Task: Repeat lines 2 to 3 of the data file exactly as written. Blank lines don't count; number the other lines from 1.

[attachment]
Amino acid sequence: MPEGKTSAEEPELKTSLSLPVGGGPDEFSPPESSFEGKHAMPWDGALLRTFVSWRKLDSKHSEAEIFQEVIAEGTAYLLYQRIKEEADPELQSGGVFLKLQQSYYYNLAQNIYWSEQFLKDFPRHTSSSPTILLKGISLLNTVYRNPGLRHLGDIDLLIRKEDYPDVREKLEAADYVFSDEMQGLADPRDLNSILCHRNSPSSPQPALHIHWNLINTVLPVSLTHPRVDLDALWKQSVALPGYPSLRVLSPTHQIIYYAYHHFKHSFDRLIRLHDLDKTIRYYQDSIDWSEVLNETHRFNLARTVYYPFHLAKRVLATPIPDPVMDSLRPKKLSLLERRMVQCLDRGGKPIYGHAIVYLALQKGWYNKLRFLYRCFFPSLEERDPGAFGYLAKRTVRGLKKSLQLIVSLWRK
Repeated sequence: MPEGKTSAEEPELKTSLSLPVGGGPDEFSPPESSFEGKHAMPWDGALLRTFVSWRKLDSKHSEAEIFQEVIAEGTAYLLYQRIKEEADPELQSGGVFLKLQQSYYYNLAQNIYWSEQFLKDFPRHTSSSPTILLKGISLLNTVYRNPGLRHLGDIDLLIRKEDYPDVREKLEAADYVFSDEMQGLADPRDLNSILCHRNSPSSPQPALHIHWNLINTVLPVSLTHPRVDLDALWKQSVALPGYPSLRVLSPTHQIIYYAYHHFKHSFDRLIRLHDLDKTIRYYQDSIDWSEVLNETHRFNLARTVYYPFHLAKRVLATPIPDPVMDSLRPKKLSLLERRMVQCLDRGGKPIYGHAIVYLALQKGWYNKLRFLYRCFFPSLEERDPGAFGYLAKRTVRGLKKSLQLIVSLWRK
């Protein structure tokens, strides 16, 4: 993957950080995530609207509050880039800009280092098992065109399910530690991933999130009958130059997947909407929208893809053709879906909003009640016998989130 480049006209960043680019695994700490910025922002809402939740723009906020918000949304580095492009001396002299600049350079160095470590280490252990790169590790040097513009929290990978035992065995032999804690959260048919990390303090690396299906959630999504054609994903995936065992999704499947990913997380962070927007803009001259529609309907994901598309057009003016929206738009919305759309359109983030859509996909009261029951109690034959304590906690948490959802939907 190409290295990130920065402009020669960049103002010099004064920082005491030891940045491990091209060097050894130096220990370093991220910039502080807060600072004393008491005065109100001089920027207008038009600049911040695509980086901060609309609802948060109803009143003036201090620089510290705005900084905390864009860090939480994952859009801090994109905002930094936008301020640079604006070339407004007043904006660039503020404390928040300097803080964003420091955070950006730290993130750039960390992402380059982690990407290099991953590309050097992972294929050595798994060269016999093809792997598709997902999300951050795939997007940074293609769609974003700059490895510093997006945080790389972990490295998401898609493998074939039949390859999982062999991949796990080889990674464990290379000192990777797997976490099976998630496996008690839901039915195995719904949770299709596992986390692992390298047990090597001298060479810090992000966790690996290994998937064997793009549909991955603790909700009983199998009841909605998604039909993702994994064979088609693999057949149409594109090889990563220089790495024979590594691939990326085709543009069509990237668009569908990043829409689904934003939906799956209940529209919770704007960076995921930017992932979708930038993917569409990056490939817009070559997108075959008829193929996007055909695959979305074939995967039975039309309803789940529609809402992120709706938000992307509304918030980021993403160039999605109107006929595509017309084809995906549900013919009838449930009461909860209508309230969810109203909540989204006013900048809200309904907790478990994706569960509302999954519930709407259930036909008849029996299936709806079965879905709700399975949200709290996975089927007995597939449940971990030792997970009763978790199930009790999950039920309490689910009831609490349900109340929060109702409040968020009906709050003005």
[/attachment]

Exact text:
Repeated sequence: MPEGKTSAEEPELKTSLSLPVGGGPDEFSPPESSFEGKHAMPWDGALLRTFVSWRKLDSKHSEAEIFQEVIAEGTAYLLYQRIKEEADPELQSGGVFLKLQQSYYYNLAQNIYWSEQFLKDFPRHTSSSPTILLKGISLLNTVYRNPGLRHLGDIDLLIRKEDYPDVREKLEAADYVFSDEMQGLADPRDLNSILCHRNSPSSPQPALHIHWNLINTVLPVSLTHPRVDLDALWKQSVALPGYPSLRVLSPTHQIIYYAYHHFKHSFDRLIRLHDLDKTIRYYQDSIDWSEVLNETHRFNLARTVYYPFHLAKRVLATPIPDPVMDSLRPKKLSLLERRMVQCLDRGGKPIYGHAIVYLALQKGWYNKLRFLYRCFFPSLEERDPGAFGYLAKRTVRGLKKSLQLIVSLWRK
């Protein structure tokens, strides 16, 4: 993957950080995530609207509050880039800009280092098992065109399910530690991933999130009958130059997947909407929208893809053709879906909003009640016998989130 480049006209960043680019695994700490910025922002809402939740723009906020918000949304580095492009001396002299600049350079160095470590280490252990790169590790040097513009929290990978035992065995032999804690959260048919990390303090690396299906959630999504054609994903995936065992999704499947990913997380962070927007803009001259529609309907994901598309057009003016929206738009919305759309359109983030859509996909009261029951109690034959304590906690948490959802939907 190409290295990130920065402009020669960049103002010099004064920082005491030891940045491990091209060097050894130096220990370093991220910039502080807060600072004393008491005065109100001089920027207008038009600049911040695509980086901060609309609802948060109803009143003036201090620089510290705005900084905390864009860090939480994952859009801090994109905002930094936008301020640079604006070339407004007043904006660039503020404390928040300097803080964003420091955070950006730290993130750039960390992402380059982690990407290099991953590309050097992972294929050595798994060269016999093809792997598709997902999300951050795939997007940074293609769609974003700059490895510093997006945080790389972990490295998401898609493998074939039949390859999982062999991949796990080889990674464990290379000192990777797997976490099976998630496996008690839901039915195995719904949770299709596992986390692992390298047990090597001298060479810090992000966790690996290994998937064997793009549909991955603790909700009983199998009841909605998604039909993702994994064979088609693999057949149409594109090889990563220089790495024979590594691939990326085709543009069509990237668009569908990043829409689904934003939906799956209940529209919770704007960076995921930017992932979708930038993917569409990056490939817009070559997108075959008829193929996007055909695959979305074939995967039975039309309803789940529609809402992120709706938000992307509304918030980021993403160039999605109107006929595509017309084809995906549900013919009838449930009461909860209508309230969810109203909540989204006013900048809200309904907790478990994706569960509302999954519930709407259930036909008849029996299936709806079965879905709700399975949200709290996975089927007995597939449940971990030792997970009763978790199930009790999950039920309490689910009831609490349900109340929060109702409040968020009906709050003005």